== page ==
We ask, but for a life made up of praise in every part’ (Church Hymnary, 457).
If we are to be devoted followers of Christ, we must ask Hin to teach us to pray. Here’s a short quotation which emphasizes the vital importance of prayer: ‘There must be a revival of praying before there can be a reaping of the harvest’ (Sammy Tippet). This call to prayer is an important reminder to us that ‘Without Christ we can do nothing’ (John 15:5). If the Church’s worship and mission is to be blessed by God, we must bring it before Him in prayer.
Looking at the Church Without Walls Report together with the booklet, The Eldership: A Training Manual, we have noted the important part which must be played by the elders if there is to be a revival of God’s work in our congregation and community. The third and fourth chapters of this training manual focus on ‘Biblical Teaching on Ordination’ and ‘Spiritual Leadership’. The first of these chapters makes reference to the Westminster Confession of Faith. The Presbyterian Church in Ireland has produced a study manual on the Westminster Confession of Faith – Firm Foundations: A Faith for Today’s Church. We are to be today’s Church without losing contact with the firm foundations upon which our faith is built.
Being today’s Church will not mean change for change’s sake. It will mean being changed by the God who has given us firm foundations for our faith. It will mean rediscovering the biblical and spiritual priorities which have too often been forgotten. We must build on God’s Word. We must learn to walk with God’s Spirit. This is the kind of change we must seek. We must not search for superficial novelty when God is looking for real change, a change in our attitude towards Him. The Church Without Walls Report invites us to think about what it will mean for us to follow Christ in today’s world. The Report invites us to do this through a careful and attentive study of one of the Gospels. In our study of Luke’s Gospel, we have noted that Jesus ‘calls sinners to repentance’ (5:32). If we are to be changed by Jesus, we must learn to see ourselves as ‘sinners’ who have fallen short of God’s perfect plan for us. We must pray for real change. We must ask God to give us a spirit of repentance. We must pray that God will give us the strength to turn to Him with our whole heart.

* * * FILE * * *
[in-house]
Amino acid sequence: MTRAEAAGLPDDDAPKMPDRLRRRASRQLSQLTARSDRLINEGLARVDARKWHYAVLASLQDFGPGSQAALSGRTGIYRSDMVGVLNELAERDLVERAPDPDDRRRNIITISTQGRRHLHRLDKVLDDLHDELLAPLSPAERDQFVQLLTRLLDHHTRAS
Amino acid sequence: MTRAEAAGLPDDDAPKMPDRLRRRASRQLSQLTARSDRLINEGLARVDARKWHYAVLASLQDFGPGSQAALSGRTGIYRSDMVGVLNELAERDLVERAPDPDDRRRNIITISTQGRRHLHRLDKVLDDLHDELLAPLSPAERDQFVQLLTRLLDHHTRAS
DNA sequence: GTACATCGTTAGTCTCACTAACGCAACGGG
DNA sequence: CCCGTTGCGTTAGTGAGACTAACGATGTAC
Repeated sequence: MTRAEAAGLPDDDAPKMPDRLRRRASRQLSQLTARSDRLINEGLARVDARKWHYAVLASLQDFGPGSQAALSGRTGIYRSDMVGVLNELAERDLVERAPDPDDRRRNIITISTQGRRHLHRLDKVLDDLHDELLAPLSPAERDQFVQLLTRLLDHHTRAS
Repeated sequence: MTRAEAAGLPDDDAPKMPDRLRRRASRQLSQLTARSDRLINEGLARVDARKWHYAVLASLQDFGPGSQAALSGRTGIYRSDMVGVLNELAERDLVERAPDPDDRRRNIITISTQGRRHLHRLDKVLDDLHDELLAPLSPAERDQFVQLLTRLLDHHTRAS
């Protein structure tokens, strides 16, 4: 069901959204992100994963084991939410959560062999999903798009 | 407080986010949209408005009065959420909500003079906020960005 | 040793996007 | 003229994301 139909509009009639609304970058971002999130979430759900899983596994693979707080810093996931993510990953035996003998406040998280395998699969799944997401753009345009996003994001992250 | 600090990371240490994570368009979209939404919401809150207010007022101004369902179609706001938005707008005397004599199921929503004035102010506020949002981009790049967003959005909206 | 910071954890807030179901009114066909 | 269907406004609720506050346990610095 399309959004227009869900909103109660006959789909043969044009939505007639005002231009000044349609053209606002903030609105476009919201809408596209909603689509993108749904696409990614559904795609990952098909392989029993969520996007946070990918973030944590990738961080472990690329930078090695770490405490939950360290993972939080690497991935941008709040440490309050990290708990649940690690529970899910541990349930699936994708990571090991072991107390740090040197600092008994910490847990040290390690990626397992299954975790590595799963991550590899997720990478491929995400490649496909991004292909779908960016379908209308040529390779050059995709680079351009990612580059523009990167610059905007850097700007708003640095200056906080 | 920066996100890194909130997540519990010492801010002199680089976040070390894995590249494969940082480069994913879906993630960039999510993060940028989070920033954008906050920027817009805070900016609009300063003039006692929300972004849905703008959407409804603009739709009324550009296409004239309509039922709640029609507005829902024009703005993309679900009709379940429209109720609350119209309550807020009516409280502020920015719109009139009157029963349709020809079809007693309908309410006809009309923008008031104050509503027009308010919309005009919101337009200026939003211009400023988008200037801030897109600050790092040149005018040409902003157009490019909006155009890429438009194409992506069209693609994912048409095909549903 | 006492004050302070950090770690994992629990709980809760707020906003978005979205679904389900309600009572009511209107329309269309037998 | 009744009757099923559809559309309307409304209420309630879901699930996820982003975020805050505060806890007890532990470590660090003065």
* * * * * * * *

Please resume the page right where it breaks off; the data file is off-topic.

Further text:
Seeking the right kind of change will mean recognizing where truly spiritual change comes from. It comes from God. It comes from listening to God’s Word. It comes when we are obedient to the voice of God’s Spirit. The fourth chapter of Eldership: A Training Manual emphasizes the importance of ‘Spiritual Leadership’. It begins by pointing out that ‘the Church is a spiritual fellowship’. It is different from any other organization. When we begin our meetings with the reading of God’s Word and prayer, we are not simply going through the motions of religious ritual. We are recognizing our need of God’s help. We need to hear what God is saying to us through His Word. We need to receive God’s strength as we call upon Him in prayer. We are acknowledging that our meeting is much more than a conversation among ourselves.We are bringing God into the conversation. We are letting Him be the most important Voice in the conversation. Before we listen to any other voice, we are listening to the Voice of God. Before we speak to one another, we are speaking to God. If there is to be a real input from God into our meetings, into our congregation and community, our worship and mission, our reading from God’s Word and our speaking to Him in prayer must lie at the very heart of our life. We are to follow Jesus. In our study of Luke’s Gospel, we have seen that Jesus’ whole life was steeped in God’s Word and prayer. We do not live by bread alone but by every Word of God (4:4; Matthew 4:4). Like Jesus, we are to find ‘a solitary place’ (4:42) – a place where we can be alone with God.
Our meetings have begun with a much more definite concentration on what God is saying to us concerning His Church and our place within it as elders. This is beginning to be a very special time. It shapes our thinking, giving us a real concentration on our true purpose as God’s people and God’s servants. I hope that these times will be times when the love of God reaches us and the glory of God becomes our great aim. When this happens, we will receive strength from the Lord. We will be equipped by Him for the privileged responsibility of providing true spiritual leadership within our congregation and community.
Our desire to see people of all ages brought into the fellowship of God’s people will grow as we ourselves are learning to love the Lord more. Our commitment to this work of bringing people into the fellowship of God’s people will increase as our own commitment to serving the Lord grows in strength. In Jeremiah 24:7, we read, ‘I will give them a heart to know Me that I am the Lord’. Let us pray that this promise of God will be fulfilled in our own lives. Let us pray that it will be fulfilled in the lives of more and more of the people of our community.
Let us look to Christ for a better and brighter future.
We become what God wants us to be as we build on the Gospel.
Let us serve the Lord with gladness.
Christ at the Centre